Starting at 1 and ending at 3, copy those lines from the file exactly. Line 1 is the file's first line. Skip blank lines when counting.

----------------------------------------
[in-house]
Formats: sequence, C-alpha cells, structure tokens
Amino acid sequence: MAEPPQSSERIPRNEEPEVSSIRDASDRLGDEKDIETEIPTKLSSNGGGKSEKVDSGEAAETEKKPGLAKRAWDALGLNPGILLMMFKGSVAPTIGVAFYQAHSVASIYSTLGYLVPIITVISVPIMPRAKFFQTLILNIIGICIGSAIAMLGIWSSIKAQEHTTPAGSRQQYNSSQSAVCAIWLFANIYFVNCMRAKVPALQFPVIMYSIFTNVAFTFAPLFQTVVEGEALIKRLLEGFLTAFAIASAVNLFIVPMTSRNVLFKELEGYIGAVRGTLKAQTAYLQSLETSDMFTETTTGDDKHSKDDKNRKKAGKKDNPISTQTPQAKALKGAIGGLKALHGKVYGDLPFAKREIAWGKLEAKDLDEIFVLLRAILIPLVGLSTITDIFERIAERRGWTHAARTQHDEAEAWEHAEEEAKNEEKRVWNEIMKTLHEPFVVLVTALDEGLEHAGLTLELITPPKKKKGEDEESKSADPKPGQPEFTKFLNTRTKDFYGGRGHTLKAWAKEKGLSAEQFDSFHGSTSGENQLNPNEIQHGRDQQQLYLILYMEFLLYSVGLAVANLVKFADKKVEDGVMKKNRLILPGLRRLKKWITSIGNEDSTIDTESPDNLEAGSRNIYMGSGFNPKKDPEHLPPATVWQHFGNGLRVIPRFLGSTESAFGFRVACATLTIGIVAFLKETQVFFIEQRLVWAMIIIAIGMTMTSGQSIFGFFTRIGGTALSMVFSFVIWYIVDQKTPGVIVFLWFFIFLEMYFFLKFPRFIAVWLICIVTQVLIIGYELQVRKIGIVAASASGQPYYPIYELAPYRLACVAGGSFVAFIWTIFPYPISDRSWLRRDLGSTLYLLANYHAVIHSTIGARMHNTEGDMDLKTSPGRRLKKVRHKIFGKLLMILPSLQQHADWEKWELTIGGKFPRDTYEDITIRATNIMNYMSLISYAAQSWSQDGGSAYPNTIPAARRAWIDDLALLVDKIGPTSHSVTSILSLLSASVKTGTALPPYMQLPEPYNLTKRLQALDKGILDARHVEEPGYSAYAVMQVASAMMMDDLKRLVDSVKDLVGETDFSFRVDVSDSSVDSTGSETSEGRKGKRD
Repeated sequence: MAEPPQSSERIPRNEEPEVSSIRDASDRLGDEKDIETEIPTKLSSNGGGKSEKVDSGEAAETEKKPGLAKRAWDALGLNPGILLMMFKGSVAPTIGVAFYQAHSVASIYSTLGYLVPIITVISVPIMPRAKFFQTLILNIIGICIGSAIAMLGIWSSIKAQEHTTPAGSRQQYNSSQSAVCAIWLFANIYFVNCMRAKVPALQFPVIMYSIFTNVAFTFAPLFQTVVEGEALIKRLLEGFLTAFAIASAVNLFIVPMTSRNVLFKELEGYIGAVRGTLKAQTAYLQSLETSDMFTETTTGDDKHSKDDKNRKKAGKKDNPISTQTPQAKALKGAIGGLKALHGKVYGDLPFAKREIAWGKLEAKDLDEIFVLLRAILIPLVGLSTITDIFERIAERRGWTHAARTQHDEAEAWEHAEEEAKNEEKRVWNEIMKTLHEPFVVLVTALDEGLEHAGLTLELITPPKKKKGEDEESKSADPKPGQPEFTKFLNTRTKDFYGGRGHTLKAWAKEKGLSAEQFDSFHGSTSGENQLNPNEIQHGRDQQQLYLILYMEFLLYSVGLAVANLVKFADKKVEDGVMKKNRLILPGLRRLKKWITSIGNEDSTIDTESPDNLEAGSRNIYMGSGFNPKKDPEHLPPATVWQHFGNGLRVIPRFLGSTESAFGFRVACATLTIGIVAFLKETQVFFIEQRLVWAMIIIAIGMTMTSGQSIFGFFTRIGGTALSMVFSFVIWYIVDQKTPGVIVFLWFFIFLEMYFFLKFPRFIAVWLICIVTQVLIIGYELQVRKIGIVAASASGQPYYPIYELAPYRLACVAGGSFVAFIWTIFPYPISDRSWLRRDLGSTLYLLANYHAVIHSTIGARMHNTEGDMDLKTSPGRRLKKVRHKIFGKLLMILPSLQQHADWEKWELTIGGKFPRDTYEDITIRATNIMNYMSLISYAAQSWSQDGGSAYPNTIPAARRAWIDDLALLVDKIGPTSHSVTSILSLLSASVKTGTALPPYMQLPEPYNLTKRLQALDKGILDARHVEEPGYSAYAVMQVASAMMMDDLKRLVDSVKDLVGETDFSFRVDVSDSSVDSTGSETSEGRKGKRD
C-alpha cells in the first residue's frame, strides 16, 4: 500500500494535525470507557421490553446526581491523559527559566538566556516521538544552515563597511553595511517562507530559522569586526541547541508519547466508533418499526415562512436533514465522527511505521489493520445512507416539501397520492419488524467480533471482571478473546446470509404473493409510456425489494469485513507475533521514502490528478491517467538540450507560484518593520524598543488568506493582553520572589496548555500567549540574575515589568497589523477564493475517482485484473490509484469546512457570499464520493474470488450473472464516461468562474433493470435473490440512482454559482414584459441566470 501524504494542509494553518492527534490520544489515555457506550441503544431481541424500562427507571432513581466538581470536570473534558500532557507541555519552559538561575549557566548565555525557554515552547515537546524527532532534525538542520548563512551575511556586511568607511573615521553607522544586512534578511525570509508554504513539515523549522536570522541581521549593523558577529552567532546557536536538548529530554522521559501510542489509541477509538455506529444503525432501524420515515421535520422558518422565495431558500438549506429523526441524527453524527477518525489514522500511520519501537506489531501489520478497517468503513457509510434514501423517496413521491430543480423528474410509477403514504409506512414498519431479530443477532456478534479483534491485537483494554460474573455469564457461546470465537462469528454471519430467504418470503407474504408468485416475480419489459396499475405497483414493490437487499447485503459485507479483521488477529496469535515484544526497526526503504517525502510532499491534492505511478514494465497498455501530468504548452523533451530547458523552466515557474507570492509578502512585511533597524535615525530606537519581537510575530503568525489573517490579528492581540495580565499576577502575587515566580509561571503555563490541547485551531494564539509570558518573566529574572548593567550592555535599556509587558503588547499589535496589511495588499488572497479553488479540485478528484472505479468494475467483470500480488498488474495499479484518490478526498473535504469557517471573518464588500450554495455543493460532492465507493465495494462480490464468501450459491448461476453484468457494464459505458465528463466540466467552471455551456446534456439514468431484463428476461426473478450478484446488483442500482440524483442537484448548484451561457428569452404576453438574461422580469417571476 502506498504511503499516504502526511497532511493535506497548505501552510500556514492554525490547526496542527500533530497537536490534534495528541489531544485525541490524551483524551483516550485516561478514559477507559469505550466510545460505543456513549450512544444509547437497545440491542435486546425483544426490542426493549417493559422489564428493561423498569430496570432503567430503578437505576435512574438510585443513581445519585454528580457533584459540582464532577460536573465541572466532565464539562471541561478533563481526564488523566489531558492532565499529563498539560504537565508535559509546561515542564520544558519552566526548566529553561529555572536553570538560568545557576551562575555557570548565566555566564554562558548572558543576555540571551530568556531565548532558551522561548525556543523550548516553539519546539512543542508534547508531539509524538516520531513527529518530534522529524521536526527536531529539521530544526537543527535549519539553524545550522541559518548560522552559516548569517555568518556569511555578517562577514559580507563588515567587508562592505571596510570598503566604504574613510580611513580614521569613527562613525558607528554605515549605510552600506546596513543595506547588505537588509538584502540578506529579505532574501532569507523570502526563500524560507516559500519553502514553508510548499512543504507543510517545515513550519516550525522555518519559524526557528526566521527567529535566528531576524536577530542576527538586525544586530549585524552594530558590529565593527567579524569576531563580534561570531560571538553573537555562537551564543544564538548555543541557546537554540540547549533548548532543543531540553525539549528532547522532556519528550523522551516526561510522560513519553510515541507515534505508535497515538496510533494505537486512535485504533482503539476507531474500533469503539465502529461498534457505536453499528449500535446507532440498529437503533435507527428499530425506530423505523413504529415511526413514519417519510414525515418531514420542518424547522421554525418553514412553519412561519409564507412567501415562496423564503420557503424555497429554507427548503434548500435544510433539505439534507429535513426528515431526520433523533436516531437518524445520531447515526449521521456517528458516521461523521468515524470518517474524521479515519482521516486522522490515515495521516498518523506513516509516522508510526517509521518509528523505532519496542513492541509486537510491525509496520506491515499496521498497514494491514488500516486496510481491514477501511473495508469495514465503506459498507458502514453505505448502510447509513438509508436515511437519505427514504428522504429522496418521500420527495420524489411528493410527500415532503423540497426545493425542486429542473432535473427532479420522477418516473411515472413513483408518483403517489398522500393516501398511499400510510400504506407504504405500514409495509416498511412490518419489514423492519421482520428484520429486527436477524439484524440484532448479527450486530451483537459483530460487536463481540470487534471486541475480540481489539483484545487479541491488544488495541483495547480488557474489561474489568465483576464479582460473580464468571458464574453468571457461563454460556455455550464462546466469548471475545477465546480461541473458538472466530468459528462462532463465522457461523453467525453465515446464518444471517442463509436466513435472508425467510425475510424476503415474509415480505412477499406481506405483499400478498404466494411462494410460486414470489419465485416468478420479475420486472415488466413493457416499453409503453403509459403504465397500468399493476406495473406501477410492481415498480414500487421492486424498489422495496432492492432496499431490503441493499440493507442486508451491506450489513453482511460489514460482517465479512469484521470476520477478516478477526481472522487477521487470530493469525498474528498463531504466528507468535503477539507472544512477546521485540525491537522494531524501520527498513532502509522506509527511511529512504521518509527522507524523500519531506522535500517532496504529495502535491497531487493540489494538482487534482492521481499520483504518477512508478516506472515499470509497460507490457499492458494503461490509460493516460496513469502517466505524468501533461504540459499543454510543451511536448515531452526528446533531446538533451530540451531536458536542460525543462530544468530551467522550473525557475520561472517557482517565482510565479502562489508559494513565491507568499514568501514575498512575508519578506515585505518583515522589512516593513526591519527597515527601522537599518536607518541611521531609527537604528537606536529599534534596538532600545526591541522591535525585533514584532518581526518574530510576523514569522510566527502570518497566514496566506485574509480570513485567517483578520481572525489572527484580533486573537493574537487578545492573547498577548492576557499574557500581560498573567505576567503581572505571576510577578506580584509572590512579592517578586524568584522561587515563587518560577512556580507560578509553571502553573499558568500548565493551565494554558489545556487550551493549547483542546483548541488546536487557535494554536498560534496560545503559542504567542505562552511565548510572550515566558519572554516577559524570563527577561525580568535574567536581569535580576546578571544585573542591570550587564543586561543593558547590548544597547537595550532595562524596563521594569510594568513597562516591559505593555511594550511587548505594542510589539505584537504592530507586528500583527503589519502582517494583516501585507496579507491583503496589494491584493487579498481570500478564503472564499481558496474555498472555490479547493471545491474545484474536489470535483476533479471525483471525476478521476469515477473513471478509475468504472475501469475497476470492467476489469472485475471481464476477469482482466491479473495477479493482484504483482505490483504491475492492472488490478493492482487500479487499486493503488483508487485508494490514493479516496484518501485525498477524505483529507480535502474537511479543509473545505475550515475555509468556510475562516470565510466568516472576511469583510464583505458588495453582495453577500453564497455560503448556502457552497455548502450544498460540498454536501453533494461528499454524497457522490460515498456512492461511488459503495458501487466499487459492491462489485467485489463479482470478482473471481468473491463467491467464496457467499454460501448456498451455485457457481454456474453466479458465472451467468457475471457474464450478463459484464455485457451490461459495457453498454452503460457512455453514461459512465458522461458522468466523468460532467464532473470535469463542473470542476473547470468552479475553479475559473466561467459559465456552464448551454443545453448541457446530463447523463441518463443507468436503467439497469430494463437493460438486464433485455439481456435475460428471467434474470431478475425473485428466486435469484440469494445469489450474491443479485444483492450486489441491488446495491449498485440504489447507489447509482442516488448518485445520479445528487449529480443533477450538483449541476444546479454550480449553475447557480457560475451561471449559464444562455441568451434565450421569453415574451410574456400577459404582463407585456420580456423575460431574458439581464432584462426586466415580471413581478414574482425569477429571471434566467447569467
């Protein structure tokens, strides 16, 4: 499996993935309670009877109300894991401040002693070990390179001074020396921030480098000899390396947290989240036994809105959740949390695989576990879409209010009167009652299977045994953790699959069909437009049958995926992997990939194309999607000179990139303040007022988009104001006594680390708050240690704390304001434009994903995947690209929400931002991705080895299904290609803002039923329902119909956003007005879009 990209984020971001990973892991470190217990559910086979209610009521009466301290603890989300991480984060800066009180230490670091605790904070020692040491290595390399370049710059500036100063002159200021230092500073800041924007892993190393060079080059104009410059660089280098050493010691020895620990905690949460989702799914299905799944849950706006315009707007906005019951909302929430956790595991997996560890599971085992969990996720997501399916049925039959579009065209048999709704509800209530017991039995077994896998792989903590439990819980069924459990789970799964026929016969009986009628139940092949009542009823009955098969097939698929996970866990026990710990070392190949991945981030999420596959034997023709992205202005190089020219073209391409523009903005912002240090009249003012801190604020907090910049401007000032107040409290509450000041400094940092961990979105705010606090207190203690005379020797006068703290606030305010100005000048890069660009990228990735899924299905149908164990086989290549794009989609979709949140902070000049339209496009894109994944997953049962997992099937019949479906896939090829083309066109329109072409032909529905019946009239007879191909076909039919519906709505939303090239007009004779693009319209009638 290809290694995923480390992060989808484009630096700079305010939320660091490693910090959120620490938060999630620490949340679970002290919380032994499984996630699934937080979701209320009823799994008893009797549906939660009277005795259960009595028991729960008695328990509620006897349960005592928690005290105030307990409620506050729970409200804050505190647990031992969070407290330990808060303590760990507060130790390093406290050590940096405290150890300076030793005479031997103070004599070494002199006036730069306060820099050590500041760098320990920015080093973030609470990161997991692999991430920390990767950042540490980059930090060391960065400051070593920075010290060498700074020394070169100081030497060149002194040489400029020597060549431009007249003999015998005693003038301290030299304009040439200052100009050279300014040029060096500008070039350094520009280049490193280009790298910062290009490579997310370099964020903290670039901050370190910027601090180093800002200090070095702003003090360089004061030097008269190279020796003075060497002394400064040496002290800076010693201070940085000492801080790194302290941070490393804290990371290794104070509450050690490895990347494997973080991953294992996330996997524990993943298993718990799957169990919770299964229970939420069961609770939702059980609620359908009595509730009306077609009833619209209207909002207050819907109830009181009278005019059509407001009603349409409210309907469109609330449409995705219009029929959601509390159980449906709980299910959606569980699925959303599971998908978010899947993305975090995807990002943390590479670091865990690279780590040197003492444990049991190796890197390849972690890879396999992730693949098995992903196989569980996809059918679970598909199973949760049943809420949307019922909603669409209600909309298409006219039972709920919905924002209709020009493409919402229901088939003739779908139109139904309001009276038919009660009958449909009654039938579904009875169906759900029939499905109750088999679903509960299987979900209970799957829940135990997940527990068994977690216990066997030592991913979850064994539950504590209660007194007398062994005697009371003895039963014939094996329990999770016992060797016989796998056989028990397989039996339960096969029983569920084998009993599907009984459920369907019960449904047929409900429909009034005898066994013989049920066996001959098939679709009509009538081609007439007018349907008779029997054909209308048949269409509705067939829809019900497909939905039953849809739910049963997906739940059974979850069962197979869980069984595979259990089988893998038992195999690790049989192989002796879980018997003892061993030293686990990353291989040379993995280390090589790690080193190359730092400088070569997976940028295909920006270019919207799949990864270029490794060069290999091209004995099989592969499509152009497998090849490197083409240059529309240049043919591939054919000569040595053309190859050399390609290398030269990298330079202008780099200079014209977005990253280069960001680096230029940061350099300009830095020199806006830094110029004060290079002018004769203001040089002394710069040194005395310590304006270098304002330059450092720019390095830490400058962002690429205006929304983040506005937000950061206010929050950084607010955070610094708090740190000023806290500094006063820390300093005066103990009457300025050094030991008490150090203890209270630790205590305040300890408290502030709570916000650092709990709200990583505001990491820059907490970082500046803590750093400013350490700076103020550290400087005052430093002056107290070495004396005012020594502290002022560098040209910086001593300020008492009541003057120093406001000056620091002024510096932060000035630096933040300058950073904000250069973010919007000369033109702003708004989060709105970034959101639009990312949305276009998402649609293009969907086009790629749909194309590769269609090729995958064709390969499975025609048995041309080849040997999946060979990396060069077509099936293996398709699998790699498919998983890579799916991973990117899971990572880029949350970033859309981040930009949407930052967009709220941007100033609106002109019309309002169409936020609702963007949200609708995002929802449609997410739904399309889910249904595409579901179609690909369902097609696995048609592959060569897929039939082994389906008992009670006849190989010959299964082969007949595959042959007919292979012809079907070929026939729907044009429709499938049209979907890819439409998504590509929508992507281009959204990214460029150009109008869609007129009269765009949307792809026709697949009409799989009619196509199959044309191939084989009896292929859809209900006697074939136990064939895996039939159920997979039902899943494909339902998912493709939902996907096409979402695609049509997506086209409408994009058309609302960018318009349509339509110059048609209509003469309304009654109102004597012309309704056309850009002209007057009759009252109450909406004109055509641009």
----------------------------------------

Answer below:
[in-house]
Formats: sequence, C-alpha cells, structure tokens
Amino acid sequence: MAEPPQSSERIPRNEEPEVSSIRDASDRLGDEKDIETEIPTKLSSNGGGKSEKVDSGEAAETEKKPGLAKRAWDALGLNPGILLMMFKGSVAPTIGVAFYQAHSVASIYSTLGYLVPIITVISVPIMPRAKFFQTLILNIIGICIGSAIAMLGIWSSIKAQEHTTPAGSRQQYNSSQSAVCAIWLFANIYFVNCMRAKVPALQFPVIMYSIFTNVAFTFAPLFQTVVEGEALIKRLLEGFLTAFAIASAVNLFIVPMTSRNVLFKELEGYIGAVRGTLKAQTAYLQSLETSDMFTETTTGDDKHSKDDKNRKKAGKKDNPISTQTPQAKALKGAIGGLKALHGKVYGDLPFAKREIAWGKLEAKDLDEIFVLLRAILIPLVGLSTITDIFERIAERRGWTHAARTQHDEAEAWEHAEEEAKNEEKRVWNEIMKTLHEPFVVLVTALDEGLEHAGLTLELITPPKKKKGEDEESKSADPKPGQPEFTKFLNTRTKDFYGGRGHTLKAWAKEKGLSAEQFDSFHGSTSGENQLNPNEIQHGRDQQQLYLILYMEFLLYSVGLAVANLVKFADKKVEDGVMKKNRLILPGLRRLKKWITSIGNEDSTIDTESPDNLEAGSRNIYMGSGFNPKKDPEHLPPATVWQHFGNGLRVIPRFLGSTESAFGFRVACATLTIGIVAFLKETQVFFIEQRLVWAMIIIAIGMTMTSGQSIFGFFTRIGGTALSMVFSFVIWYIVDQKTPGVIVFLWFFIFLEMYFFLKFPRFIAVWLICIVTQVLIIGYELQVRKIGIVAASASGQPYYPIYELAPYRLACVAGGSFVAFIWTIFPYPISDRSWLRRDLGSTLYLLANYHAVIHSTIGARMHNTEGDMDLKTSPGRRLKKVRHKIFGKLLMILPSLQQHADWEKWELTIGGKFPRDTYEDITIRATNIMNYMSLISYAAQSWSQDGGSAYPNTIPAARRAWIDDLALLVDKIGPTSHSVTSILSLLSASVKTGTALPPYMQLPEPYNLTKRLQALDKGILDARHVEEPGYSAYAVMQVASAMMMDDLKRLVDSVKDLVGETDFSFRVDVSDSSVDSTGSETSEGRKGKRD